This important work in scientific methodology was part of a larger work, Instauratio Magna (1620; The Great Instauration, 1653), which was to consist of a preface and six parts (the Novum Organum was to be the second) but was never completed. Even this work itself is partial, as is indicated by the fact that the author listed in aphorism 21 of book 2 a number of topics that he proposed to discuss but never did. The content of the book clearly indicates that he considered it to be a correction of, or a supplement to, Greek philosopher Aristotle’s logical writings, the Organon (Second Athenian Period, 335-323 b.c.e..; English translation, 1812). A large portion of Bacon’s text is devoted to a demonstration of the futility, if not the error, of trying to understand nature by the deductive method. People cannot learn about the world, he insists, by arguing, however skillfully, about abstract principles. On the contrary, people must interpret nature by deriving “axioms from the senses and particulars, rising by a gradual and unbroken ascent, so that the method arrives at the most general axioms last of all. This is the true way, but as yet untried.” In this work, Bacon disclosed the rules of a new “inductive logic.”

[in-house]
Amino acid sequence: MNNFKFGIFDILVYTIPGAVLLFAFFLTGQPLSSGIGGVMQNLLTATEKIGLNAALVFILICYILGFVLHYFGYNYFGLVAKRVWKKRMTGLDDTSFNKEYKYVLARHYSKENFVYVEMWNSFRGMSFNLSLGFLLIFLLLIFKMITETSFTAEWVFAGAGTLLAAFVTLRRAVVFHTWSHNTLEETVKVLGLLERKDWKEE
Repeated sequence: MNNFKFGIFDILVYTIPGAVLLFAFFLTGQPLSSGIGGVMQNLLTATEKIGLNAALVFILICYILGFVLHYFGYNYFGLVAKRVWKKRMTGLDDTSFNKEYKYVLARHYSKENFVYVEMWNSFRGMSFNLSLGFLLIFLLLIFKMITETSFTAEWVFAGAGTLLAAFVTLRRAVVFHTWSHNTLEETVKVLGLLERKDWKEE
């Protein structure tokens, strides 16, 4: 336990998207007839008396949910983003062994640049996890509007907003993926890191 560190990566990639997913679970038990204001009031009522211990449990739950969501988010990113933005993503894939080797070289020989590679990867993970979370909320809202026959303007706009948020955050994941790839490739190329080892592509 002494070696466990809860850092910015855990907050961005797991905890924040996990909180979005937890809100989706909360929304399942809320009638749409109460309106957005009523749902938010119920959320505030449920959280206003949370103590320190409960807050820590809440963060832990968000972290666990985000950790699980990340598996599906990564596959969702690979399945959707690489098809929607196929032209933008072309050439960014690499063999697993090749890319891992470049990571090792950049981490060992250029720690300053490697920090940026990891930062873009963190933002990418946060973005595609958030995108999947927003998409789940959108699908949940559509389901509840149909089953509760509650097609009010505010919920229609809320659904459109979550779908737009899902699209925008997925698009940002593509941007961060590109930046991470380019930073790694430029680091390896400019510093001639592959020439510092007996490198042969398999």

The work is divided into two books, the first concerned mainly with setting down the principles of the inductive method and the second with the method for collecting facts. Book 1 is further divided into two parts, the first of which is designed to purge the mind of the wrong methods (aphorisms 1-115), while the second is planned to correct false conceptions of the method that Bacon is proposing (aphorisms 116-120).